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1. They make a habit of napping

1. They make a habit of napping
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It’s been shown that lack of sleep causes weight gain, leads to a compromised immune system and increases the production of cortisol, a hormone that triggers stress.

But Sarnoff Mednick, professor emeritus of psychology at the University of Southern California, doesn’t worry about such things.

As profiled by Gene Stone in his book The Secrets of People Who Never Get Sick, Mednick would take an afternoon nap for most of his adult life and never suffered from colds or flu.

The fact is, until about the 13th century and the invention of mechanical clocks, humans napped daily.

The best time for a short snooze: Between the hours of one and three in the afternoon.

Most of us ditched our daily naps after preschool, but scientific experiments suggest that was likely a mistake.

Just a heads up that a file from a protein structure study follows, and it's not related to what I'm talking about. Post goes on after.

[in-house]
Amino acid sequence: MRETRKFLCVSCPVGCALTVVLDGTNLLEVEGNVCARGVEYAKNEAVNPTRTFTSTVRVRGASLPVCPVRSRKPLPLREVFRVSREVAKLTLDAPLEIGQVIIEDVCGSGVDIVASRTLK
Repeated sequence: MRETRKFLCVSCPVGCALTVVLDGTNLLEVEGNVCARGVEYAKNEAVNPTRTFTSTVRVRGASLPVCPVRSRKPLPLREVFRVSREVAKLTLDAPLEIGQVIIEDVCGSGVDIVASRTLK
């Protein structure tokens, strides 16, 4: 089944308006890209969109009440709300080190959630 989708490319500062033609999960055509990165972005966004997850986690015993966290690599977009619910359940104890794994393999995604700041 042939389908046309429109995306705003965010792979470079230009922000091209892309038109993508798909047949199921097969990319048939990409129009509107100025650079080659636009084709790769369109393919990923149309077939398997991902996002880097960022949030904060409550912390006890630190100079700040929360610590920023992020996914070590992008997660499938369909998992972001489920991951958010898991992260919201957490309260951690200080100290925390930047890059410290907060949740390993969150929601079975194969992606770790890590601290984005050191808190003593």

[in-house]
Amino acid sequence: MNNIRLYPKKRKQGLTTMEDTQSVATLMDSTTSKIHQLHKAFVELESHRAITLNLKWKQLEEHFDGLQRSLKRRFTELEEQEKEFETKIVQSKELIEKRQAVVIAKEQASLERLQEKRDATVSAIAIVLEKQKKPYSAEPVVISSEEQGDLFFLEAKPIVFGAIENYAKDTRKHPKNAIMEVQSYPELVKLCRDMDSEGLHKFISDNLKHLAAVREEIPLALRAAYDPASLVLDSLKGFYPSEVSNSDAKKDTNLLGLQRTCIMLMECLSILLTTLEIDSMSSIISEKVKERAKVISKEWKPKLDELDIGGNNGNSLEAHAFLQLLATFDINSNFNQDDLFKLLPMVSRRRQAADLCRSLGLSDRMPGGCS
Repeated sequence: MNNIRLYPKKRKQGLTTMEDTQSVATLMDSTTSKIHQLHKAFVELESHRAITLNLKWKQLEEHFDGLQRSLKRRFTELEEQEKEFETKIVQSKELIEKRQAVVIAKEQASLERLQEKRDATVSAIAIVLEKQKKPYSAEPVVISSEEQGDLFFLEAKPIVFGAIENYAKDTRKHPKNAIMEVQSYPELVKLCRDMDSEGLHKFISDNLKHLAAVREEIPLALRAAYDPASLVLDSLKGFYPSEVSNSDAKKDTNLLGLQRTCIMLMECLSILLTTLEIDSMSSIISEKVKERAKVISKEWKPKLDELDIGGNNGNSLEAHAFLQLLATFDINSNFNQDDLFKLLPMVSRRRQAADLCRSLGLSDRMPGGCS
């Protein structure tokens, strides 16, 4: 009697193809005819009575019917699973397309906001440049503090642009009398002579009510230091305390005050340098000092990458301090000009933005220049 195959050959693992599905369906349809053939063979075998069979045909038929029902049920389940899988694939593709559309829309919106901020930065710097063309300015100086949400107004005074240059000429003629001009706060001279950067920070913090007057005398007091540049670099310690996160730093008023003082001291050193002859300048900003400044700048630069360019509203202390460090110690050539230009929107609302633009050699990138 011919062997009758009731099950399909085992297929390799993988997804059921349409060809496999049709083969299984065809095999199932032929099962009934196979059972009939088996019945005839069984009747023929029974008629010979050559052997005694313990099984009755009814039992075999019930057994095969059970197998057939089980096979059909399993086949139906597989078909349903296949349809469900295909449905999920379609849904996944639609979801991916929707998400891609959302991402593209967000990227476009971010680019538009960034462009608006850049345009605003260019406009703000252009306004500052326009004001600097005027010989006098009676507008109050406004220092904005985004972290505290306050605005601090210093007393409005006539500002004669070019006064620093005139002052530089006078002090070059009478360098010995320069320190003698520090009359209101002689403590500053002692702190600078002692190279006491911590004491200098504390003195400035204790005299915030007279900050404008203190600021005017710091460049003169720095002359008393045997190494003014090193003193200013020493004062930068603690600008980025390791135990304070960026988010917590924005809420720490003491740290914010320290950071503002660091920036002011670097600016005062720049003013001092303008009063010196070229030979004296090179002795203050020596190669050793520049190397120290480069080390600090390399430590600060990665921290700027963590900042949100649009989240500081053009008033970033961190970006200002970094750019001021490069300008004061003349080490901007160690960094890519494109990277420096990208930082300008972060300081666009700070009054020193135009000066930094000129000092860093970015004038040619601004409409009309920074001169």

Having a snooze – even one as short as ten minutes – can improve alertness, memory and cognitive performance.

2. They skip the nightcap

2. They skip the nightcap
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Although you may feel as though you fall into a deep slumber after a night of drinking, alcohol actually disrupts your sleep cycle and compromises the quality of your sleep.

Sleep is so wonderfully restorative to your immune system; cutting back on drinking will help your body protect against harmful germs you might be encountering.

Trouble nodding off? There’s no blanket solution for insomnia. But if you’ve tried everything, here may be the bedroom secret that helps you reclaim your night-time rest.

3. They love to drink tea

3. They love to drink tea
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The act of drinking tea – as well as inhaling the steam that’s produced by a hot beverage – will stimulate hair follicles in the nose, making it easier for you to move germs out of your nose when you breathe.

Different teas have very distinct characteristics, which can affect not only how they are drunk, but at what time of day.

4. They have a packed social calendar